3. Prioritize efficient business growth
Success requires a commitment to intelligent planning and focused effort.
AM: “Part of our pattern was to find compounds eligible for 505 (b) (2) regulatory pathways so we could rapidly expedite our FDA interaction.”
TP: “We’re direct-to-consumer so in the midst of [completing our FDA pre-submission package] we are also building out all of our customer-facing pieces: the website, the social media platforms, and navigating what is truly resonating with parents.”
4. Choose and recruit patient populations
Balance business pragmatism with patient need.
AM: “I was identifying patient populations where the bleeding edge science really points to immune dysregulation and where there is a stagnant standard of care… My goal was to find patient populations where we could show that our drug produced clinically meaningful results within 12-week endpoints without reliance on surrogate endpoints.”
AM: “People are asking their deepest problem in Google. You can get in front of every person who is looking for your solution and you can educate them on your clinical studies.”
5. Build strong entrepreneurial networks
Opening lines of communication opens doors to opportunities…
…with your resources:
AM: “Developing a great relationship with the tech transfer office is a very useful thing. Build that relationship and then once you’ve internally formulated what your screen is, just have an ongoing dialogue. Our compound was actually served up by the tech transfer office at UC San Diego.”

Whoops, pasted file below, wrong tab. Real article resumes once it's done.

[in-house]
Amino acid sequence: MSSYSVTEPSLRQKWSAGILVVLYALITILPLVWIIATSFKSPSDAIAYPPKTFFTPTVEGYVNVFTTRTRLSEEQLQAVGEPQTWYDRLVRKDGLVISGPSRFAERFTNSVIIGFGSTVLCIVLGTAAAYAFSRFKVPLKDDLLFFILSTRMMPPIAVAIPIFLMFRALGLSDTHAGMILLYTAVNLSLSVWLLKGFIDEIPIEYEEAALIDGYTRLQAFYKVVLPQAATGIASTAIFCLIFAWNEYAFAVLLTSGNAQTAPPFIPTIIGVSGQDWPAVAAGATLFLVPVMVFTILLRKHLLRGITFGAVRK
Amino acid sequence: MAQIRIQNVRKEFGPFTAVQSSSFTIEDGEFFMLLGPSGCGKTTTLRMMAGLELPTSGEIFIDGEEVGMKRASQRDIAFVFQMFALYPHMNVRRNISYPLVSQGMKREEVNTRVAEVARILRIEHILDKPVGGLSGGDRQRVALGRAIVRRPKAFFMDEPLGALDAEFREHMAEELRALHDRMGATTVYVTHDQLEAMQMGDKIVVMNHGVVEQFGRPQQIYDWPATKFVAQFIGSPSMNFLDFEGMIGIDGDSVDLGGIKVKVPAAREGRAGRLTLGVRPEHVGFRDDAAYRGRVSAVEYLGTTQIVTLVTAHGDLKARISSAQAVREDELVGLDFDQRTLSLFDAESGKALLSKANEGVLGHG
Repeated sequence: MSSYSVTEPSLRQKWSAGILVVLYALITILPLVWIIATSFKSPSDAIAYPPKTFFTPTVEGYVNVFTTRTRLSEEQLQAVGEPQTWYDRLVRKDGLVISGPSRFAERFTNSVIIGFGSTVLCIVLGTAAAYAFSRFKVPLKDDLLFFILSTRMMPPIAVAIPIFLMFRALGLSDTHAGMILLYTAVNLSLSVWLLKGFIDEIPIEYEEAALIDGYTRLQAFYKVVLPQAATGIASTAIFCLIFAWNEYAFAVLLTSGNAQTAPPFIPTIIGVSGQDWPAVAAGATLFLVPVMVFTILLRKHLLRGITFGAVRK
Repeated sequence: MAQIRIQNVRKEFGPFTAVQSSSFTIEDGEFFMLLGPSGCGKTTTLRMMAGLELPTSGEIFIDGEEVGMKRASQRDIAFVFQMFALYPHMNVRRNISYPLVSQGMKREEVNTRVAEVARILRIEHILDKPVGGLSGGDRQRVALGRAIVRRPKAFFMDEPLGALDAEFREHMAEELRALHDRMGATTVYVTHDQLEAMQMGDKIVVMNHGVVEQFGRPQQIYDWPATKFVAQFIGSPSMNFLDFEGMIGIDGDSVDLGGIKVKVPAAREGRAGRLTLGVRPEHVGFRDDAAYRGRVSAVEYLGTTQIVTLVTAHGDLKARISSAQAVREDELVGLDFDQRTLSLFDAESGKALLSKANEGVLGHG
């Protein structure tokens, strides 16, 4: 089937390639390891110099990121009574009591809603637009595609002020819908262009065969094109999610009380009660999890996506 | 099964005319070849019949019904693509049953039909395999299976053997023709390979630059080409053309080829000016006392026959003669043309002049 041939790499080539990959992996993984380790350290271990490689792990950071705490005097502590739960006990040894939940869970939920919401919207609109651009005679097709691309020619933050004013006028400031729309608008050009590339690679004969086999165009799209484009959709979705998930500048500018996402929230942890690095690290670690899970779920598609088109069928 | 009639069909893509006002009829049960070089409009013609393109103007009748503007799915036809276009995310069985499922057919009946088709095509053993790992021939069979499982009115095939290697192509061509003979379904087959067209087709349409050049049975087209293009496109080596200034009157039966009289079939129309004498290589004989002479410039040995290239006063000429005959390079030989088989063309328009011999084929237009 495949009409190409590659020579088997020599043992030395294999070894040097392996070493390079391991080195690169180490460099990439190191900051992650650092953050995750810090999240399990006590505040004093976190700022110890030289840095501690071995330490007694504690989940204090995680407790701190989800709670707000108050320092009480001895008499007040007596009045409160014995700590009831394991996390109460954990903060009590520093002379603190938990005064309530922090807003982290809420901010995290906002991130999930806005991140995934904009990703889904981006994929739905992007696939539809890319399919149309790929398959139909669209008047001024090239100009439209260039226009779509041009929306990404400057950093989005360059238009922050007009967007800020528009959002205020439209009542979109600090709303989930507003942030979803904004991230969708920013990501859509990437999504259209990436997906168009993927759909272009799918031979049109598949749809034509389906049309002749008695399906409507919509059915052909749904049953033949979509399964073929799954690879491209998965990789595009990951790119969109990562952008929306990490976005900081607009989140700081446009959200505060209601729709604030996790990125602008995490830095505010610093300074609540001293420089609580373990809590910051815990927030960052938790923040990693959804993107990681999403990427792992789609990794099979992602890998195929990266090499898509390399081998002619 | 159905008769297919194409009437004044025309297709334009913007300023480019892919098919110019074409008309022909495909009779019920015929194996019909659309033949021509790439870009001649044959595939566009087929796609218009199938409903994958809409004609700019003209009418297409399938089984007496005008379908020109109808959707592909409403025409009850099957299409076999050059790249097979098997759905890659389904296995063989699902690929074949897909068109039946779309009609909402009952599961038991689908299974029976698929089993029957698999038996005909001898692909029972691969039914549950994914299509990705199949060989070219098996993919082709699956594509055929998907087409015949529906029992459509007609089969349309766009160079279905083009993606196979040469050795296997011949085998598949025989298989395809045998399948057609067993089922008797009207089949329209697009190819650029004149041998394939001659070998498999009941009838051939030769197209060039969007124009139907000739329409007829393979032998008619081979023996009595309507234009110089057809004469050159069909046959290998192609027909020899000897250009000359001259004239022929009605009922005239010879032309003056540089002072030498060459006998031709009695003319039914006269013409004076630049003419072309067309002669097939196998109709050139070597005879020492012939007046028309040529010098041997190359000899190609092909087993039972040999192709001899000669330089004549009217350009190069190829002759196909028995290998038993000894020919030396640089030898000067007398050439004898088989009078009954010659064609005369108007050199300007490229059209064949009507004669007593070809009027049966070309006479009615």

…with your peers:
CS: “A lot of the network I was able to form by being in San Francisco for that four months [at IndieBio]. The person who just joined our board was somebody who I met at IndieBio.”
…with your customer:
TP: “I continue to talk to the customer segment to fully understand the customers’ needs because I personally am no longer breastfeeding a food allergic baby.”
6. Remember your ‘why’
A successful business is driven by the mind and fueled by the heart.
TP: “There’s nothing quite like living and breathing the problem every single day to feel motivated to continue to work towards a solution for other parents.”
AM: “I talk about ‘comparably mild’ because this is not a mild disease. I think this is an important note. I’m a patient as well. When you’re a patient, there’s no such thing as a mild disease.”
CS: “The drugs that are currently being used are extreme. It’s cyclophosphamide, which is a chemotherapeutic. While we’re not going to deviate too much from the use of that, we want to get them off of that drug and into remission as quickly as possible.”
7. If at first you don’t succeed…
Try, try again.
CS: “I applied to IndieBio the first time and got rejected. I think it was because I was stuck in all the science speak and wasn’t able to properly communicate the bare essentials of what is important for an investment… I had to learn how to properly communicate and the pitch was better the second time. That’s what led to the first money.”
TP: “Similar to Cody, I applied more than once and the first time I did not get in. If you are listening and have applied, definitely apply again and continue to iterate and improve.”